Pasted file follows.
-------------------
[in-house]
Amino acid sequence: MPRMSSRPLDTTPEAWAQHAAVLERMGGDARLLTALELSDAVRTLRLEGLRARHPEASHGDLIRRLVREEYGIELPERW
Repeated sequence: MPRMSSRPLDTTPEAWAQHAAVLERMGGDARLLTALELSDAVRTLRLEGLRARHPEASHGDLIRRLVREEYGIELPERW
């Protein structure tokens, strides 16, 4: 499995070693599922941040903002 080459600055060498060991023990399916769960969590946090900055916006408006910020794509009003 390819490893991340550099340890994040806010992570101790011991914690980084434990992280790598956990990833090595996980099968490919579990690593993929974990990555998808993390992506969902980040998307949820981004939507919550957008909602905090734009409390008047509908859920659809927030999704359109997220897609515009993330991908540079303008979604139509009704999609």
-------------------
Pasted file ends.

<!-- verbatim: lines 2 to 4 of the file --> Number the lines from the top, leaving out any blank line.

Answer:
Amino acid sequence: MPRMSSRPLDTTPEAWAQHAAVLERMGGDARLLTALELSDAVRTLRLEGLRARHPEASHGDLIRRLVREEYGIELPERW
Repeated sequence: MPRMSSRPLDTTPEAWAQHAAVLERMGGDARLLTALELSDAVRTLRLEGLRARHPEASHGDLIRRLVREEYGIELPERW
């Protein structure tokens, strides 16, 4: 499995070693599922941040903002 080459600055060498060991023990399916769960969590946090900055916006408006910020794509009003 390819490893991340550099340890994040806010992570101790011991914690980084434990992280790598956990990833090595996980099968490919579990690593993929974990990555998808993390992506969902980040998307949820981004939507919550957008909602905090734009409390008047509908859920659809927030999704359109997220897609515009993330991908540079303008979604139509009704999609």